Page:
It’s HIS story. It’s HISTORY.
RESPECT THE COCK.
My aim here is not to diss this exceptional film but to remind you all that women are people too. Women’s stories matter. Girl’s stories, the truth of them, matter.
The critics want you to believe that the only stories worth rewarding or paying attention to have men at their center doing great things, doing terrible things, doing big things, and small things. The industry will also try to tell you that the only films worth rewarding are about men. But audiences have proved them wrong. They proved a woman could write a hard R movie, stir debate that drives the box office. They proved that blockbusters don’t have to only star men but they can star women of all ages and all types — smart, dumb, pretty, tough, scary, sad, funny, tragic — and still make lots of money. In the end, no one is really going to care when the Academy does not nominate Gone Girl. Pundits aren’t going to care because they can say they were right all along. Despite what the gatekeepers thought of it, and despite what Academy members will think of it, they will exercise the power they have to not select the film. But the big story of 2015 will still be how many people turned out to see Gone Girl and how many people returned to see it again. Maybe they don’t give awards for that kindcof filmmaking anymore but from where I sit, maybe that’s a big enough win.
But what about the directors, you will say. Two women in the race! Shouldn’t you be happy about that? Indeed, should such a thing occur it will be nice bit of history in the making. As far as Ava DuVernay, it’s all good and well that critics praised her film — and that Manohla Dargis wrote a wonderful article about DuVernay’s history. She has come too far to simply be given the condescending awards by the NBR and the Los Angeles Film Critics’s New Generation award, which was given to Martin Scorsese for Taxi Driver, his first major film after Mean Streets. And to Spike Lee for his first film, She’s Gotta Have it. DuVernay is on her third feature, operates her own film movement and distribution company, and is 42 years old. New Generation award might have been more appropriate for DuVernay on Middle of Nowhere but they didn’t even seem to notice that film. They could have given it, appropriately, to Chris Rock. To give it to DuVernay? Almost better to not have given it at all. I could be overreacting. It wouldn’t be the first time.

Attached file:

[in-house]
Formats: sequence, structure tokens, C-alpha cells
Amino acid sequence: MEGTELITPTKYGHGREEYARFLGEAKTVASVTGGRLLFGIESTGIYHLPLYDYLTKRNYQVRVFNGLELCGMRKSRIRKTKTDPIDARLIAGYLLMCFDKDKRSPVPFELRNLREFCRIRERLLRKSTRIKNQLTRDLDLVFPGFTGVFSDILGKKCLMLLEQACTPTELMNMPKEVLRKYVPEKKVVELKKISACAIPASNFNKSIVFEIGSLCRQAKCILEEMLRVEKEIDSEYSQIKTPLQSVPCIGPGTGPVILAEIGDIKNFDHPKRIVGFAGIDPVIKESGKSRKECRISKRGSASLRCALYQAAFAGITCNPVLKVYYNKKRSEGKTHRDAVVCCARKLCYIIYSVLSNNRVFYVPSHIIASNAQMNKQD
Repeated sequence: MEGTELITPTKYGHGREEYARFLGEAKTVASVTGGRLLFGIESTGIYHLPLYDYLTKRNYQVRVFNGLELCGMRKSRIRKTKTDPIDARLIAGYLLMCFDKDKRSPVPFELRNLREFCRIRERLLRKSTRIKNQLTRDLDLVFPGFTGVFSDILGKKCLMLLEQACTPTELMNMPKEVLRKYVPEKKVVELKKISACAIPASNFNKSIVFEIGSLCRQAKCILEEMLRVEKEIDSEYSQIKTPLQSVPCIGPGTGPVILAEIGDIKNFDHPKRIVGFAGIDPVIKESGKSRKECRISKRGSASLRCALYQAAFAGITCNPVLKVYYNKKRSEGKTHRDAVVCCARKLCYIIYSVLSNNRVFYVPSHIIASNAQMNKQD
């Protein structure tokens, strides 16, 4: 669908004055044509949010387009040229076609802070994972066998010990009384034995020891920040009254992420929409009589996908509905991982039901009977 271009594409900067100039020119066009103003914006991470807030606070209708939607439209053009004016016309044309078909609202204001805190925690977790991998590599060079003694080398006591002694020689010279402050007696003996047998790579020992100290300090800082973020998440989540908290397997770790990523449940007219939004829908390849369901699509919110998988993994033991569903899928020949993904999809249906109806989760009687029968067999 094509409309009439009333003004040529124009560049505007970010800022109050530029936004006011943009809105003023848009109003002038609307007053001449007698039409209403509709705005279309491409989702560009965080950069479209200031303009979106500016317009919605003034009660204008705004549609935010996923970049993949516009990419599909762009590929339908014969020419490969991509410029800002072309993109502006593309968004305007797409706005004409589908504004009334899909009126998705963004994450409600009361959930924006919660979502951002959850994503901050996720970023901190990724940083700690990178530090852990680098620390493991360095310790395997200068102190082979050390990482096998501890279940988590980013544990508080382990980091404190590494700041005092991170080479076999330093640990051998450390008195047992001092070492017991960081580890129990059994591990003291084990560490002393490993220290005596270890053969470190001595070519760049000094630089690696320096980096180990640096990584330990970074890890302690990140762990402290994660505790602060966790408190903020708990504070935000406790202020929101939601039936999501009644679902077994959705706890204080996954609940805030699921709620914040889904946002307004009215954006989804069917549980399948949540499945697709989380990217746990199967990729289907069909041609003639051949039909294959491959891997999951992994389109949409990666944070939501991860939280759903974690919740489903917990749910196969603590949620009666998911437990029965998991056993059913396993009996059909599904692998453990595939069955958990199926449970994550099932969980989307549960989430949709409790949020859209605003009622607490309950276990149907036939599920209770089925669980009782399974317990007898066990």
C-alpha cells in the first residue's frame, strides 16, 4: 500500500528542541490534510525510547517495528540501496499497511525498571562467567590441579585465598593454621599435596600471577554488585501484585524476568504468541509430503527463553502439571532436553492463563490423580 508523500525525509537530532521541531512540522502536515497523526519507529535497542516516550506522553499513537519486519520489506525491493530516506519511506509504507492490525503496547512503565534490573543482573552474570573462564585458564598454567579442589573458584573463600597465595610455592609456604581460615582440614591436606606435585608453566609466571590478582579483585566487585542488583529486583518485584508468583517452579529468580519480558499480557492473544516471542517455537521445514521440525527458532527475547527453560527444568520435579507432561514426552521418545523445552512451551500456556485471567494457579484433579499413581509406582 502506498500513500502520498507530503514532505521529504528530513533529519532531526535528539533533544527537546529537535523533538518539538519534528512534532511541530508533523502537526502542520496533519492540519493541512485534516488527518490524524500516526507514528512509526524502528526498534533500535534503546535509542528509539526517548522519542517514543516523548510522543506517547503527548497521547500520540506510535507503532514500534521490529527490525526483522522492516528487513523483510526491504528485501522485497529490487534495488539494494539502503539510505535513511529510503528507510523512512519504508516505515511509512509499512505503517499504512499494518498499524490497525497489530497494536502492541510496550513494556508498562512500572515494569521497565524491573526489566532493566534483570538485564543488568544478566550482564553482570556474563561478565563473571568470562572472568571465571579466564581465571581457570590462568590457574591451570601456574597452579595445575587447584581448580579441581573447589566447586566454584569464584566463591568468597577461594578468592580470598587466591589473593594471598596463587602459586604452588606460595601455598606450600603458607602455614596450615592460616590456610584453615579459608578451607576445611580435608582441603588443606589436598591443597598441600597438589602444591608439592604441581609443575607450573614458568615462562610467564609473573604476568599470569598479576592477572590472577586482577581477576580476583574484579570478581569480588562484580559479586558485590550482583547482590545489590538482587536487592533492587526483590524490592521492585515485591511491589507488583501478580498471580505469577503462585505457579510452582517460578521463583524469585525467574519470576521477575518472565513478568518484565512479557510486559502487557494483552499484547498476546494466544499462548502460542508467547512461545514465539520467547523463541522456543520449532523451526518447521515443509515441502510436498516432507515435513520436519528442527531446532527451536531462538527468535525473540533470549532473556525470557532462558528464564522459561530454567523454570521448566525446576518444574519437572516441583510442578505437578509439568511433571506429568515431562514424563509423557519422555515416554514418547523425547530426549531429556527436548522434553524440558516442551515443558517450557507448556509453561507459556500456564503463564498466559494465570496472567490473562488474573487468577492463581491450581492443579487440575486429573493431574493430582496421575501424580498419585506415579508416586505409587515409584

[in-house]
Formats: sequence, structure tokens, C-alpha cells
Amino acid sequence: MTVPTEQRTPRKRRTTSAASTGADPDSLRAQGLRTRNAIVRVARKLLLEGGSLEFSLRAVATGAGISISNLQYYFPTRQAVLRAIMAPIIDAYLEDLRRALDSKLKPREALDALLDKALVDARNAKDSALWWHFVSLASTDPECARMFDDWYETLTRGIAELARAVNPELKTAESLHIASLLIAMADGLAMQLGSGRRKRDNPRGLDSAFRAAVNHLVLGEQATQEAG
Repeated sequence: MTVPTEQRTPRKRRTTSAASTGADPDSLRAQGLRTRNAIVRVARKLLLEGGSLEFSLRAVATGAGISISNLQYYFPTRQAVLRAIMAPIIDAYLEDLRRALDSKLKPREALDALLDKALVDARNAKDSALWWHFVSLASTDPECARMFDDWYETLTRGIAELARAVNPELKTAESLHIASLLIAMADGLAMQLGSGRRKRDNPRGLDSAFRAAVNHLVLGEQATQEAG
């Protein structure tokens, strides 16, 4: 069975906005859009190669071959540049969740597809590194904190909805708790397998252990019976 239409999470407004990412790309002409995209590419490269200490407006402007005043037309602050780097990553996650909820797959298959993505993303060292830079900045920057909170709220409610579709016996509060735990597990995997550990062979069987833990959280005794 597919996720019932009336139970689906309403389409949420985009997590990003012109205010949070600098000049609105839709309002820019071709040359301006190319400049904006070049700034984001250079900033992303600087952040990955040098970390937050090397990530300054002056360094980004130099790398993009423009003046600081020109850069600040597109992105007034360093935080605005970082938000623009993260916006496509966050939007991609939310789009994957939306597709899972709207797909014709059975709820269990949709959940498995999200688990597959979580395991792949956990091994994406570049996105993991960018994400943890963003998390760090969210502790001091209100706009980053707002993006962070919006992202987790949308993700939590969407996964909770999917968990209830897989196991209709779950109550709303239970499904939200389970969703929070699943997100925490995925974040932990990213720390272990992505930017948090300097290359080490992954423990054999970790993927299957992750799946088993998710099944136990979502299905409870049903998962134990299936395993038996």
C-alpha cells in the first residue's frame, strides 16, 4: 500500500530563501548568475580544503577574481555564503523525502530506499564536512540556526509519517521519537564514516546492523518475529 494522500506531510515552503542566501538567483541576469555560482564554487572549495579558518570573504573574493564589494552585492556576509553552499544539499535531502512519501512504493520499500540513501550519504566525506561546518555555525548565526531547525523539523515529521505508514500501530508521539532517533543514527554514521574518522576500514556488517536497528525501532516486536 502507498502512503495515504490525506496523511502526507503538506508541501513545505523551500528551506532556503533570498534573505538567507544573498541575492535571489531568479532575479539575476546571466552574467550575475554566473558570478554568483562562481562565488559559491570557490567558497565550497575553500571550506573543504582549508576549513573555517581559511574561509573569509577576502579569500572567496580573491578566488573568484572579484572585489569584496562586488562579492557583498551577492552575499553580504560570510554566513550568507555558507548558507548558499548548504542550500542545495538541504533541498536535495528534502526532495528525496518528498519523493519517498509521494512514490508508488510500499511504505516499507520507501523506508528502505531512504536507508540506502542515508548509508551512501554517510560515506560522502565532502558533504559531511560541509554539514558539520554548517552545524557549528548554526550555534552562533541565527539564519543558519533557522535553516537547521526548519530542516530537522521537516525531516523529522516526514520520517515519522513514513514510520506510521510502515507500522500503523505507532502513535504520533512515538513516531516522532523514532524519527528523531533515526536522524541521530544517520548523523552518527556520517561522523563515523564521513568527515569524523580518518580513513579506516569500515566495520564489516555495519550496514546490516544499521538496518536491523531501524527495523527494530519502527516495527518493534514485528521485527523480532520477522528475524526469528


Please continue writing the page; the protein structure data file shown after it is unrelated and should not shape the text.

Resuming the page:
So forgive me if I’m a tad skeptical about how this whole “two women” thing is going to play out. We’ll see. In the meantime, that doesn’t excuse the unanimous rejection of films that are about women — chief among them, Gone Girl. But also The Homesman, Wild, Mommy and yes, Obvious Child.
But we have a silly Oscar competition to get through so let’s choke on a few dicks, shall we?
So Best Picture will likely something like this:
The Theory of Everything
The films that aren’t on that list that should be:
1. Gone Girl
2. Mr. Turner
3. The Grand Budapest Hotel
4. Inherent Vice
5. The Homesman
Only two of these spring from the female narrative. And only one of them caught the zeitgeist and lit it on fire.
When I step away from the Oscar race I hear echoes of change. Sarah Koenig’s wild success with the Serial Podcast, carried fully by her brilliant writing. When I look at the bestsellers in fiction I see so many women — authors and lead characters. I watch my daughter reject 80% of what Hollywood puts out but specifically, the Oscar movies because she and her friends are way too smart to fall into the trap of thinking it’s THAT much of a man’s world. Hilary Clinton and Elisabeth Warren are rising fast in the ranks. Ruth Bader Ginsberg, Sonia Sotomayor and Elena Kagan sit on the Supreme Court of the United States, and Patti Fucking Smith is still singing and writing music. All of that is erased when it comes to cinematic storytellers and those who shape the tastes of the awards industry. It’s only getting worse, though this is the worst I’ve ever seen it.
Here are but a few examples of films about women that hovered around the awards race but ultimately got, so far anyway, the shaft by critics:
Maps to the Stars
The Disappearance of Eleanor Rigby
Beyond the Lights
Some are good, some are less time, some are great, some aren’t — hey, just like AFI’s list and soon to be Oscar’s.
The global box office favors male-driven effects-driven movies, just like the critics and the industry voters. If women want to keep up they will have to make those kinds of movies. Or maybe enough women will step up and start talking about the vanishing gone girls in this year’s Oscar race.
The world isn’t going to change any time soon. People will still eat at McDonald’s no matter what it’s doing to the planet. And they’ll still prefer movies that star men even though half the world is filled with women. Does anyone really think either DuVernay or Jolie would be considered contenders if their movies were about women? No way. Respect. The. Cock.